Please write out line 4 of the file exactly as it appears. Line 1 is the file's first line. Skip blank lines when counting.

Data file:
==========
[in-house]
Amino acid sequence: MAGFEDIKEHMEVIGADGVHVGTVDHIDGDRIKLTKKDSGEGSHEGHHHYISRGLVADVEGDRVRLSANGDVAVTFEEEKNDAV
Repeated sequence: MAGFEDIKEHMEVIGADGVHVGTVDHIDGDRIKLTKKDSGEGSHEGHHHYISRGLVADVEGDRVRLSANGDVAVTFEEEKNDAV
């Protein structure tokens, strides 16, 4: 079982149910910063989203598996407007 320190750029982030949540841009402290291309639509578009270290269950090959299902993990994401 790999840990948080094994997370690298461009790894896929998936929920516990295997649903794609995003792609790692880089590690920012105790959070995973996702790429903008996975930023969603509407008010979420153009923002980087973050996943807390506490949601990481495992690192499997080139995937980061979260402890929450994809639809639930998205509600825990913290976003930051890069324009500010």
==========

């Protein structure tokens, strides 16, 4: 079982149910910063989203598996407007 320190750029982030949540841009402290291309639509578009270290269950090959299902993990994401 790999840990948080094994997370690298461009790894896929998936929920516990295997649903794609995003792609790692880089590690920012105790959070995973996702790429903008996975930023969603509407008010979420153009923002980087973050996943807390506490949601990481495992690192499997080139995937980061979260402890929450994809639809639930998205509600825990913290976003930051890069324009500010």